My first job out of college was in an archival sound studio at the Library of Congress. Believe it or not, they even send me to a summer audio engineering program. (The Eastman School of Music, Summer, 1974.) In the nearly 4 years I worked there, I’d like to think I learned a little something about quality sound delivery. That’s why I’ve been chafing during recent attempts at escaping excess Windows Audio reverb. This morning, I finally fixed my problem on my production desktop.
Hows and Whys of Escaping Excess Windows Audio Reverb
First: a problem description. Any kind of music playback on my external speakers has sounded weird lately. (When I play sounds in “the open air,” I use a set of Axiom Audio components. These inlude: L, R, and subwoofer speakers with external amplifier.) Here’s my best problem description. On playback, music sounded like it was in a concrete stairwell or in a big tiled bathroom. From my years in the studio and subsequent experience, I knew it was a reverb problem.
First, I went poking around in the Realtek Audio Console app. It’s shown as the background for this story’s lead-in graphic. But none of the changes I made in the equalizer, or among its various settings options (Rock is show in the afore-mentioned screencap), made any difference.
Thus, I realized it had to be something in the old Control Panel Sound widget. It was. At one point or another I must have checked the box shown in the screencap foreground red-arrowed “Enable audio enhancements.” As soon as I unchecked that item, my excess reverb disappeared. Everything returned to normal and my various music sources sounded as much like their original recordings as my semi-pro sound chain (external amp and speakers) could deliver.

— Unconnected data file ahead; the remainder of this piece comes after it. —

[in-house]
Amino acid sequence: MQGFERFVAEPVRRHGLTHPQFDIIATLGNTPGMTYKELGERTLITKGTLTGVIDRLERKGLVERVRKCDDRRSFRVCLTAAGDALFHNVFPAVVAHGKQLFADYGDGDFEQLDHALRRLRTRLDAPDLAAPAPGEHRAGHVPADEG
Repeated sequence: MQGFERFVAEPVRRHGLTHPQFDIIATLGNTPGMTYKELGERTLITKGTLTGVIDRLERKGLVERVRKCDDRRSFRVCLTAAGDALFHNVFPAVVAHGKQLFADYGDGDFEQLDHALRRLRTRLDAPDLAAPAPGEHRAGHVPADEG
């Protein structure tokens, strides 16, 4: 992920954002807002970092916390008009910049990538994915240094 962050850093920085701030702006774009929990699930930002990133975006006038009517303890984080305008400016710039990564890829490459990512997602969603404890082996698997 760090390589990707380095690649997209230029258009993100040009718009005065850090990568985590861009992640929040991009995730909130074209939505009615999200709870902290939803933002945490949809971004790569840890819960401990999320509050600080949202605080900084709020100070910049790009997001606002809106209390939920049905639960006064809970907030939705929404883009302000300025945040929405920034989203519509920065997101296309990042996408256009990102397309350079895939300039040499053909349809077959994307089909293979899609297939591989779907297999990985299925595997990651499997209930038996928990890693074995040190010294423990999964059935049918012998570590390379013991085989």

When in Doubt, Experiment…
I don’t think I would’ve been able to solve the issue if I hadn’t fooled around with the EQ presets in the Realtek Audio Console. As soon as it was obvious that this element in the audio software chain wasn’t responsible (I was sure I’d picked the “Club” or “Party” presets, both of which seem to boost reverb noticeably), I knew it had to be the Sound widget. And sure enough, whatever audio enhancement had kicked in when I checked that box made a BIG difference.
Fortunately, it was easily fixed and my tunes are now back to normal. Now the question becomes: what do I want to listen to today? As I finish out this post, I’m enjoying the alt-pop sounds of 90s British group “The SUNDAYS.” Good stuff (and it sounds like it oughter…).